“And if we can change the lens not only can we change your happiness, but we can change every single educational and business outcome at the same time,” he says in this highly entertaining video.

Drew Curtis discusses how he defended his business from a patent troll.

When Fark.com was sued by a patent troll “…for the creation and distribution of news releases via email” alongside companies such as Yahoo, MSN, Reddit, AOL, and TechCrunch, the eight-person company stood its ground.

“I had hoped to team up with some of these larger companies and defend against this lawsuit but one by one they settled out of the case even though not one of these companies infringed on the patent,” says Drew Curtis, founder of Fark.

The reason? The average troll defense costs $2 million and takes 18 months if you win. He proves that little guys don’t have to let themselves get bullied with ! frivolou s lawsuits.

Julia Burstein gives 4 lessons in creativity.

In this inspiring talk, radio host and book author Julie Burstein gives voice to several interviews with remarkably talented people who found that creativity grows when you pay attention to the world around you, learn from challenges, push against the limits of what you can do as well as the hardest thing of all—embrace loss.”

“We have to stand in that space between what we see in the world and what we hope for, looking squarely at rejection, at heartbreak, at war, at death,” she says.

See the rest of the story at Business Insider

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Wednesday, November 14th, 2012 news No Comments

How Burberry And Caesars Took Different Approaches To Dominate The Competition Online

Source: http://www.businessinsider.com/how-burberry-and-caesars-went-digital-2012-11

burberry Instagram

“It’s all very nice being a digital leader, but do you make more money?” According to a recent study from Capgemini Consulting and MIT’s Center For Digital Business, the answer is yes, to the tune of a 26 percent increase in profitability.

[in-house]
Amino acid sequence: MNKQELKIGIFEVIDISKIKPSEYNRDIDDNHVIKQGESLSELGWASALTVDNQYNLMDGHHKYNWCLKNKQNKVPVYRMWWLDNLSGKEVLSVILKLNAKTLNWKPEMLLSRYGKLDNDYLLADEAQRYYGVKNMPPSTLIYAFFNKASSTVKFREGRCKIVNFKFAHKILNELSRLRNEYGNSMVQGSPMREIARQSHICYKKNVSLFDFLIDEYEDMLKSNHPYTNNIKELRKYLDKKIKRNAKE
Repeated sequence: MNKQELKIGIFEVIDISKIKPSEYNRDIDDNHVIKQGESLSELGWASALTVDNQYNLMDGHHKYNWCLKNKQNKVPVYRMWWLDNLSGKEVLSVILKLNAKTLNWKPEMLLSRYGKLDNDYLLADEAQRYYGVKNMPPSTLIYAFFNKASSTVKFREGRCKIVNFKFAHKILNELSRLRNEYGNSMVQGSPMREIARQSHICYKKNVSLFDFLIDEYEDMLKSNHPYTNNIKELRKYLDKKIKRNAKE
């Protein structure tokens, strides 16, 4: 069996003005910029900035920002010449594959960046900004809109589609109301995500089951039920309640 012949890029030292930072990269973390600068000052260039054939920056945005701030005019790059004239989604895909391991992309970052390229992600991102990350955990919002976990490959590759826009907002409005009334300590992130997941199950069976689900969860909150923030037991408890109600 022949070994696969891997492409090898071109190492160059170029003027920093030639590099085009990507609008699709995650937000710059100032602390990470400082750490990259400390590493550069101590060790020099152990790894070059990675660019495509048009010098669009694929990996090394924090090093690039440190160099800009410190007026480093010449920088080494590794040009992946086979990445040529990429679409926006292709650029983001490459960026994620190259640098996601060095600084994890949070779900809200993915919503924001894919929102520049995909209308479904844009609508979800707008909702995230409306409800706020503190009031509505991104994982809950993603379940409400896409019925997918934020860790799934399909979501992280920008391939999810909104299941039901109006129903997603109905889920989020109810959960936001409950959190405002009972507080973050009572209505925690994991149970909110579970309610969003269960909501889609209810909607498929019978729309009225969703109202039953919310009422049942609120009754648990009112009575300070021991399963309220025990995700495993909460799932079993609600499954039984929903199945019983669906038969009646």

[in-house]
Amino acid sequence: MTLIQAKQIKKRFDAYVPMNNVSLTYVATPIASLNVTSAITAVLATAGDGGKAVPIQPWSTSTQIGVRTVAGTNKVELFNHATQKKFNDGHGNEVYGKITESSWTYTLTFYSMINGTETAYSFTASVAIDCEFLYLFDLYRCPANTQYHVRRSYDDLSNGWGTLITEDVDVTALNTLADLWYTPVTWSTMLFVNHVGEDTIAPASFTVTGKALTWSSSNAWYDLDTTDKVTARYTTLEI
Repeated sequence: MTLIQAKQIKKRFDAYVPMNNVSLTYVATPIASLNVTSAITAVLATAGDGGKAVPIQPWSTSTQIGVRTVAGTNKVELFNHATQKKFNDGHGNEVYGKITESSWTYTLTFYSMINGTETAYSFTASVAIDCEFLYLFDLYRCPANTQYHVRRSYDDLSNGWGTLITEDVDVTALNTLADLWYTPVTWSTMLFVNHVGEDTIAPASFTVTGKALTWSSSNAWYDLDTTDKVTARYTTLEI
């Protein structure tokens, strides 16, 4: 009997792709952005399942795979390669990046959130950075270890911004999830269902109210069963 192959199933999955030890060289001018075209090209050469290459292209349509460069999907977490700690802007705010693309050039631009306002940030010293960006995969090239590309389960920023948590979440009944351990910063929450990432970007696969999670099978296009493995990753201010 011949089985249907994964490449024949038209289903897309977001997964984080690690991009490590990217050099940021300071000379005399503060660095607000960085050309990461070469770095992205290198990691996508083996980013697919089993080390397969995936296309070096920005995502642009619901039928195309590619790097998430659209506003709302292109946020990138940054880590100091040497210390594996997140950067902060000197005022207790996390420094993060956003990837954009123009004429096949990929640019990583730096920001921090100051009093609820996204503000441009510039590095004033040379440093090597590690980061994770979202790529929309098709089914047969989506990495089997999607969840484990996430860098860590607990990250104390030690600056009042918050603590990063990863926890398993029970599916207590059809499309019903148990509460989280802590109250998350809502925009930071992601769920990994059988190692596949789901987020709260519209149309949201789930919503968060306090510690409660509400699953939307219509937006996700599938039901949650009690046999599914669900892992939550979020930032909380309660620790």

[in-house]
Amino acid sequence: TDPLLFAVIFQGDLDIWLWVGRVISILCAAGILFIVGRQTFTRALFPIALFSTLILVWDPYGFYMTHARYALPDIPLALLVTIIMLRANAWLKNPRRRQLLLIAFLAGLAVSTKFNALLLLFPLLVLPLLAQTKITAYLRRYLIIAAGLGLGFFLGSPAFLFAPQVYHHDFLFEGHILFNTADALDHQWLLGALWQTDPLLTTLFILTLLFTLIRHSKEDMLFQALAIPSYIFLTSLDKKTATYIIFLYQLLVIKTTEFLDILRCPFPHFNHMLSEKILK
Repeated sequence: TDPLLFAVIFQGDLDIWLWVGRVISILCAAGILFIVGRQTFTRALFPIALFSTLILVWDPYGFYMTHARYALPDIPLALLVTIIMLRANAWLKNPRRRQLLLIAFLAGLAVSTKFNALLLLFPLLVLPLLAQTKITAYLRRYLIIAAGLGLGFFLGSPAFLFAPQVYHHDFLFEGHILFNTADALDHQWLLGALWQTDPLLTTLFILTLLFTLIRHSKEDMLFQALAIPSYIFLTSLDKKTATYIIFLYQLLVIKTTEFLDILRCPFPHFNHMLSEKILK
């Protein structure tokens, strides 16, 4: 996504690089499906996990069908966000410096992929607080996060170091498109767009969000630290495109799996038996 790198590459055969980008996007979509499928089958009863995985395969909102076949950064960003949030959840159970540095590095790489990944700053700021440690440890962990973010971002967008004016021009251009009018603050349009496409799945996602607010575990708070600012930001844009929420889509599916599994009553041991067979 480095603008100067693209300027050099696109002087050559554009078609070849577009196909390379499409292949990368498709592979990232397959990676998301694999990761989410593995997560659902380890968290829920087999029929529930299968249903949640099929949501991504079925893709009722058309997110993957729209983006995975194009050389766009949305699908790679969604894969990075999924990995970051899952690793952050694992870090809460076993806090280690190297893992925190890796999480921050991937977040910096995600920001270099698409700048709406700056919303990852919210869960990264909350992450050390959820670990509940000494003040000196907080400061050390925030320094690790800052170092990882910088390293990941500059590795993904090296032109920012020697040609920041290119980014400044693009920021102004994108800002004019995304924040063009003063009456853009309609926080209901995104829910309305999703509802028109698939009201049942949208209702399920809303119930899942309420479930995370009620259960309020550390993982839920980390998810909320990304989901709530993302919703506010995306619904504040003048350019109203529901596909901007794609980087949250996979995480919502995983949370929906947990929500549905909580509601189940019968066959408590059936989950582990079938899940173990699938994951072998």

According to Didier Bonnet, Capgemini’s Global Practice manager, what distinguishes these companies is an intense focus on transforming in one area that they’re best at, getting it right, and then applying those lessons and data throughout the rest of the business.

These companies see digital technology as the thing that sets them apart, not just another tool. It’s not an experiment, but an intensely focused program based on getting business results. 

“They were very focused to start with in their investment,” Bonnet says, “so rather than just going all over the place and investing in, you know, people, collaboration, customer experience, and operations, they had a pretty clear starting point.”

But that starting point can be very different depending on the company, as Bonnet highlighted with these two digital outperformers from the report

Burberry: Starting with the customer

“For example, Burberry, the fashion retailer, really started with customer experience, they first tried to get their shop sorted out very well, they put screens in that connected all of the shops to the head office. From there, they moved on to slightly more sophisticated social media applications where they actually launch their collection on soc! ial medi a first before they’re at the Milan or Paris shows. From there they moved on to mobility, and now they’re right in the middle of using all of the data for analytic purposes that they’ve managed to gather from connecting their organization. But it started from the customer experience.”

Burberry took the customer experience, invested heavily, then used that data and experience across every channel. Bonnet says “it’s the difference between sticking a technology in an existing process, substitution if you will, versus really transforming the process with the power of what the technology can do.”

Caesars: Using data to make everything personal

“Caesars has really started on analytics, so they tried to really work on how to personalize the experience for the customer. Once the analytics were sorted out, they moved into mobility with location based marketing, eventually reaching a point where you can get recognized when you walk into a store and get preference based coupons and advice on what you can do in the resorts and the casinos. Now they’re moving more and more into the operations side.” 

Caesars’ business encompasses shopping, restaurants, casinos, and more. Starting with data from their customers allowed them to take every other tool digital technology has to offer and use it to boost performance across all parts of the company.

Though the paths were very different, the lessons are the same.   

Find the report here

NOW READ: Digitally Mature Companies Significantly Outperform Everybody Else 

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Wednesday, November 14th, 2012 news No Comments